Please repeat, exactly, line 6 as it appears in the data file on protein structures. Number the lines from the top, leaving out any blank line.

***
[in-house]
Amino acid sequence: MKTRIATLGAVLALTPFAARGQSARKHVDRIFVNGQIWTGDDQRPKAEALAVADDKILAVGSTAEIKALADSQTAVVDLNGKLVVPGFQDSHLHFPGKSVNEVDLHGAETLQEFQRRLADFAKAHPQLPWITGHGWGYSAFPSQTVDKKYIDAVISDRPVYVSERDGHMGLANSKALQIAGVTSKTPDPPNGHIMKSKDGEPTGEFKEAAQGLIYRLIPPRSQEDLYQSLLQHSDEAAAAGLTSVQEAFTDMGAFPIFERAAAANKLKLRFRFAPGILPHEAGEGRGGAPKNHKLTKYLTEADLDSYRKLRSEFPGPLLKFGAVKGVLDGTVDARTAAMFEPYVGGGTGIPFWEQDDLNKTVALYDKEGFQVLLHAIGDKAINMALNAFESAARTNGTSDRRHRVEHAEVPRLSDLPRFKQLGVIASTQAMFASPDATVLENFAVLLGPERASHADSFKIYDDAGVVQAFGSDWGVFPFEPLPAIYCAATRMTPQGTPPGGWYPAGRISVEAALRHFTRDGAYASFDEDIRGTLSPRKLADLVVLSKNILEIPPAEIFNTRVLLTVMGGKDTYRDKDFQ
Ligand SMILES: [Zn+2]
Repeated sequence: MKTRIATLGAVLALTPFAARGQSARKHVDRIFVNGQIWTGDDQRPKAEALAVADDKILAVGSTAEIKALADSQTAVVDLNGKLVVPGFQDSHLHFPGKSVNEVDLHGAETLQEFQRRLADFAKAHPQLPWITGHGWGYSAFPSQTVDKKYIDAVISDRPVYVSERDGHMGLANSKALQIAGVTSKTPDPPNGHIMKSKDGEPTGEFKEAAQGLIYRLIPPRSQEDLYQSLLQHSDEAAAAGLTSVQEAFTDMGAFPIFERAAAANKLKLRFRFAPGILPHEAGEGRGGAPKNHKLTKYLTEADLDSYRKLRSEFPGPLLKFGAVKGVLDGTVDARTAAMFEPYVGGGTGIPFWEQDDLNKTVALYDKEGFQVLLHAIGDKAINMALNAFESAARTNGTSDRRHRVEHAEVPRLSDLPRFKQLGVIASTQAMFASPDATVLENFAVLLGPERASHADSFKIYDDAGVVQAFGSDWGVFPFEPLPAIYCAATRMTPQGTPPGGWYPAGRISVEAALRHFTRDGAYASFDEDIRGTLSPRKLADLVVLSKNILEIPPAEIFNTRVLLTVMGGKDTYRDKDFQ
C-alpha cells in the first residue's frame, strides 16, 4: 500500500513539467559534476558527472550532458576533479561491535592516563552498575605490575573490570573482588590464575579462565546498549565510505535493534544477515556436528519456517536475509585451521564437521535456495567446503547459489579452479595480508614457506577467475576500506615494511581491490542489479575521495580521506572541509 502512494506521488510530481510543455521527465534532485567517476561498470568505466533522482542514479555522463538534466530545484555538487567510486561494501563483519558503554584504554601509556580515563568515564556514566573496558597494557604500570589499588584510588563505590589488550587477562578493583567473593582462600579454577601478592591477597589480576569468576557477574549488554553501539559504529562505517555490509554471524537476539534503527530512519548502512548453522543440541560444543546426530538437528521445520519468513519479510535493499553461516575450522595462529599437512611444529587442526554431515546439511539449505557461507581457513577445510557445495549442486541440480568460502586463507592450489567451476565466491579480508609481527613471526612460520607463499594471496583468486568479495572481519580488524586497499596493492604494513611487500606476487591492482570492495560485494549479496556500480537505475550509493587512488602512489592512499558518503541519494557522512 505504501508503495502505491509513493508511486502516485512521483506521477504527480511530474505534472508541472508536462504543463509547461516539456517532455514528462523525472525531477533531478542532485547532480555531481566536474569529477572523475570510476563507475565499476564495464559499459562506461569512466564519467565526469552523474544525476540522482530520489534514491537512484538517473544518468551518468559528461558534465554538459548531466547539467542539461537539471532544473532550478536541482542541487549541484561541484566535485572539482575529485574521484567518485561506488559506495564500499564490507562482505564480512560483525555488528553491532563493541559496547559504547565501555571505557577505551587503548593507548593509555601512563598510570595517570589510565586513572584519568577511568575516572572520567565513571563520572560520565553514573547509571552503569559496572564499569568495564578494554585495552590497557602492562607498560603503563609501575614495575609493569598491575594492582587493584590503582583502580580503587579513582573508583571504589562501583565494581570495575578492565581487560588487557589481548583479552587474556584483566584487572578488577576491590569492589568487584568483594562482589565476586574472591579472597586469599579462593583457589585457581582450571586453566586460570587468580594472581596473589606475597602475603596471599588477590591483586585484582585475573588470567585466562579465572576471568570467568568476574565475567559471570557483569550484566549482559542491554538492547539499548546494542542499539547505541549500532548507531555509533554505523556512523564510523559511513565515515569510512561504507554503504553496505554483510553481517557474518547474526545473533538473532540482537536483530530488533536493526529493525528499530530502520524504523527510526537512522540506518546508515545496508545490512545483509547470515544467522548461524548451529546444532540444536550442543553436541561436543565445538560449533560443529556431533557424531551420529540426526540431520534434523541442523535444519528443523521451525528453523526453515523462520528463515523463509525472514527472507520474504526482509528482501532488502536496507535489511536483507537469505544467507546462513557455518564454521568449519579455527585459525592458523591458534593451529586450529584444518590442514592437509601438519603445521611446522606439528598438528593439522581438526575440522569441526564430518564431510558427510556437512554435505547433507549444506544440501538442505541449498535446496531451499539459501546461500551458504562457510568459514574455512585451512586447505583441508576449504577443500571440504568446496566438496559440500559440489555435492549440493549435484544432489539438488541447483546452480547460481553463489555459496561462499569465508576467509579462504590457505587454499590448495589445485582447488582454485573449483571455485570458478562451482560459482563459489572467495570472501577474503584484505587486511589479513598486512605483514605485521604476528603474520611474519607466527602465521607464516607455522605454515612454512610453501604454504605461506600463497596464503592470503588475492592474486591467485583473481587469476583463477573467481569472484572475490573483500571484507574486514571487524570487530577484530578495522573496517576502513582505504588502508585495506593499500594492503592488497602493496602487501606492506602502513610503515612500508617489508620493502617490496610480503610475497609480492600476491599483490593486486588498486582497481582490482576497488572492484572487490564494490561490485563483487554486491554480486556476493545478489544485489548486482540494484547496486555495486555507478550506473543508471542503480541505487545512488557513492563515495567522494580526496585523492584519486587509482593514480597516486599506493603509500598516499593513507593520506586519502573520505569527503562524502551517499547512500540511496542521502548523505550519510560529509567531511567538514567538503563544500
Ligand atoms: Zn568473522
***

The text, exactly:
Ligand atoms: Zn568473522